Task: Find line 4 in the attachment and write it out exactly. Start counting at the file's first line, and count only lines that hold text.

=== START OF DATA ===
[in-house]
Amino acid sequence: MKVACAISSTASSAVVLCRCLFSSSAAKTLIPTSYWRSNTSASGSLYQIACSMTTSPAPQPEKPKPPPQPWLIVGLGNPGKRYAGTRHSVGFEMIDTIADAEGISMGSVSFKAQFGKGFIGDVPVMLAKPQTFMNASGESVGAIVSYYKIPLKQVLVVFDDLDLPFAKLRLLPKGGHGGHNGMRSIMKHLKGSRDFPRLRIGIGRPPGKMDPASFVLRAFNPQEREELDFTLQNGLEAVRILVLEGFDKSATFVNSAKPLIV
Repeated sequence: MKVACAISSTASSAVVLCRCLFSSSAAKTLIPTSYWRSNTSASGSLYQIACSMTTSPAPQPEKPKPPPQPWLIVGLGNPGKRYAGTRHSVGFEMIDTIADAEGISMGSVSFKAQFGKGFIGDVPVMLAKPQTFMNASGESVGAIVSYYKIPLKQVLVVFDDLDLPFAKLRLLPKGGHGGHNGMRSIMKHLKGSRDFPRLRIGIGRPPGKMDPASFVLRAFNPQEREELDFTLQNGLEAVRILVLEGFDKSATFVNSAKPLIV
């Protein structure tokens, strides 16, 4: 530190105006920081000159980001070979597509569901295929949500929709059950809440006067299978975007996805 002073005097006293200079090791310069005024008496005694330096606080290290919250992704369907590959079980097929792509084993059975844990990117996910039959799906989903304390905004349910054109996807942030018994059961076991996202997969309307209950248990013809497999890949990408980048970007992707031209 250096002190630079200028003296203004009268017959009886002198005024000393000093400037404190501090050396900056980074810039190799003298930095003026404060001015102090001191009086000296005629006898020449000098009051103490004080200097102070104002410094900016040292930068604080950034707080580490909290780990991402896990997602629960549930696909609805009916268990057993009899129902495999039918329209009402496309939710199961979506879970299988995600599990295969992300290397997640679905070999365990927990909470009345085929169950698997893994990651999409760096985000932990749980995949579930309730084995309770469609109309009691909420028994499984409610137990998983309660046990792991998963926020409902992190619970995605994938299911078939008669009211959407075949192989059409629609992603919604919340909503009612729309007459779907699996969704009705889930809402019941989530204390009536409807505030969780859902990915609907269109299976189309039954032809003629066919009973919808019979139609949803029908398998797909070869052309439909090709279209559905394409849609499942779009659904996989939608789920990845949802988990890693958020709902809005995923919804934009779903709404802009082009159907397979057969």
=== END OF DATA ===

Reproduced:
């Protein structure tokens, strides 16, 4: 530190105006920081000159980001070979597509569901295929949500929709059950809440006067299978975007996805 002073005097006293200079090791310069005024008496005694330096606080290290919250992704369907590959079980097929792509084993059975844990990117996910039959799906989903304390905004349910054109996807942030018994059961076991996202997969309307209950248990013809497999890949990408980048970007992707031209 250096002190630079200028003296203004009268017959009886002198005024000393000093400037404190501090050396900056980074810039190799003298930095003026404060001015102090001191009086000296005629006898020449000098009051103490004080200097102070104002410094900016040292930068604080950034707080580490909290780990991402896990997602629960549930696909609805009916268990057993009899129902495999039918329209009402496309939710199961979506879970299988995600599990295969992300290397997640679905070999365990927990909470009345085929169950698997893994990651999409760096985000932990749980995949579930309730084995309770469609109309009691909420028994499984409610137990998983309660046990792991998963926020409902992190619970995605994938299911078939008669009211959407075949192989059409629609992603919604919340909503009612729309007459779907699996969704009705889930809402019941989530204390009536409807505030969780859902990915609907269109299976189309039954032809003629066919009973919808019979139609949803029908398998797909070869052309439909090709279209559905394409849609499942779009659904996989939608789920990845949802988990890693958020709902809005995923919804934009779903709404802009082009159907397979057969």